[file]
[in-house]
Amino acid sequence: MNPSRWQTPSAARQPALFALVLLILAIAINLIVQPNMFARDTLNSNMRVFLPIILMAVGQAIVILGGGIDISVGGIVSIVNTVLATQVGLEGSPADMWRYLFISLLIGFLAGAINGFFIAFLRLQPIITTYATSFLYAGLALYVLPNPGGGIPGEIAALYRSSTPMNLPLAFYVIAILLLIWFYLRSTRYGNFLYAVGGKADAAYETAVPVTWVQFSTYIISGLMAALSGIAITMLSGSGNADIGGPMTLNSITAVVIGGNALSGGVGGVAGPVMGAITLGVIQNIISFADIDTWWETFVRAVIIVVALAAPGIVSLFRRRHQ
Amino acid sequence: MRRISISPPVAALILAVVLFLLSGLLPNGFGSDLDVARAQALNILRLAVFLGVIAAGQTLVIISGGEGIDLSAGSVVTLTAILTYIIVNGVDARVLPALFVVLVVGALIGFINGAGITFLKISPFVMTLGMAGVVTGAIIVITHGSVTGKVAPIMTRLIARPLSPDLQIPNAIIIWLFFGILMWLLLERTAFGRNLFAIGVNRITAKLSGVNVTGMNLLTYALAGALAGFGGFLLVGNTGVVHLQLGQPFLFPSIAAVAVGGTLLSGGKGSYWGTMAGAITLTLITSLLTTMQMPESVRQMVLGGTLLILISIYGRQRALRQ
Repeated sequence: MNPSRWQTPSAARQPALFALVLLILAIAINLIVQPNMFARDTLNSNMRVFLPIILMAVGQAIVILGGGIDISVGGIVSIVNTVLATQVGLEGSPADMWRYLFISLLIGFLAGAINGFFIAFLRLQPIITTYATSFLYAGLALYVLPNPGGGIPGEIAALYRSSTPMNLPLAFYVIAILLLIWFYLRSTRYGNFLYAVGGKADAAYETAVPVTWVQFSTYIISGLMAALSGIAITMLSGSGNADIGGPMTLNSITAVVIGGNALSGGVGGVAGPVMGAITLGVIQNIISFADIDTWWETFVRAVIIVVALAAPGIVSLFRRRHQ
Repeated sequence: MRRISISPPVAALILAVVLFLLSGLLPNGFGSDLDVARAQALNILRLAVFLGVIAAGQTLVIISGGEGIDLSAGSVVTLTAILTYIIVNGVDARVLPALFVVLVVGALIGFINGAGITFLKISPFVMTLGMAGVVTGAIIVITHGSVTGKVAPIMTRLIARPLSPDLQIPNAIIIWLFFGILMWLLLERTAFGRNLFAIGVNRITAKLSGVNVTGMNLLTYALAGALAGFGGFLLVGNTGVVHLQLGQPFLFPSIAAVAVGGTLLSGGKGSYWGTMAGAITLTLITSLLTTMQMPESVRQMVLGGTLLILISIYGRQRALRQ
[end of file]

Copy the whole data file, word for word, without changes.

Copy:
[in-house]
Amino acid sequence: MNPSRWQTPSAARQPALFALVLLILAIAINLIVQPNMFARDTLNSNMRVFLPIILMAVGQAIVILGGGIDISVGGIVSIVNTVLATQVGLEGSPADMWRYLFISLLIGFLAGAINGFFIAFLRLQPIITTYATSFLYAGLALYVLPNPGGGIPGEIAALYRSSTPMNLPLAFYVIAILLLIWFYLRSTRYGNFLYAVGGKADAAYETAVPVTWVQFSTYIISGLMAALSGIAITMLSGSGNADIGGPMTLNSITAVVIGGNALSGGVGGVAGPVMGAITLGVIQNIISFADIDTWWETFVRAVIIVVALAAPGIVSLFRRRHQ
Amino acid sequence: MRRISISPPVAALILAVVLFLLSGLLPNGFGSDLDVARAQALNILRLAVFLGVIAAGQTLVIISGGEGIDLSAGSVVTLTAILTYIIVNGVDARVLPALFVVLVVGALIGFINGAGITFLKISPFVMTLGMAGVVTGAIIVITHGSVTGKVAPIMTRLIARPLSPDLQIPNAIIIWLFFGILMWLLLERTAFGRNLFAIGVNRITAKLSGVNVTGMNLLTYALAGALAGFGGFLLVGNTGVVHLQLGQPFLFPSIAAVAVGGTLLSGGKGSYWGTMAGAITLTLITSLLTTMQMPESVRQMVLGGTLLILISIYGRQRALRQ
Repeated sequence: MNPSRWQTPSAARQPALFALVLLILAIAINLIVQPNMFARDTLNSNMRVFLPIILMAVGQAIVILGGGIDISVGGIVSIVNTVLATQVGLEGSPADMWRYLFISLLIGFLAGAINGFFIAFLRLQPIITTYATSFLYAGLALYVLPNPGGGIPGEIAALYRSSTPMNLPLAFYVIAILLLIWFYLRSTRYGNFLYAVGGKADAAYETAVPVTWVQFSTYIISGLMAALSGIAITMLSGSGNADIGGPMTLNSITAVVIGGNALSGGVGGVAGPVMGAITLGVIQNIISFADIDTWWETFVRAVIIVVALAAPGIVSLFRRRHQ
Repeated sequence: MRRISISPPVAALILAVVLFLLSGLLPNGFGSDLDVARAQALNILRLAVFLGVIAAGQTLVIISGGEGIDLSAGSVVTLTAILTYIIVNGVDARVLPALFVVLVVGALIGFINGAGITFLKISPFVMTLGMAGVVTGAIIVITHGSVTGKVAPIMTRLIARPLSPDLQIPNAIIIWLFFGILMWLLLERTAFGRNLFAIGVNRITAKLSGVNVTGMNLLTYALAGALAGFGGFLLVGNTGVVHLQLGQPFLFPSIAAVAVGGTLLSGGKGSYWGTMAGAITLTLITSLLTTMQMPESVRQMVLGGTLLILISIYGRQRALRQ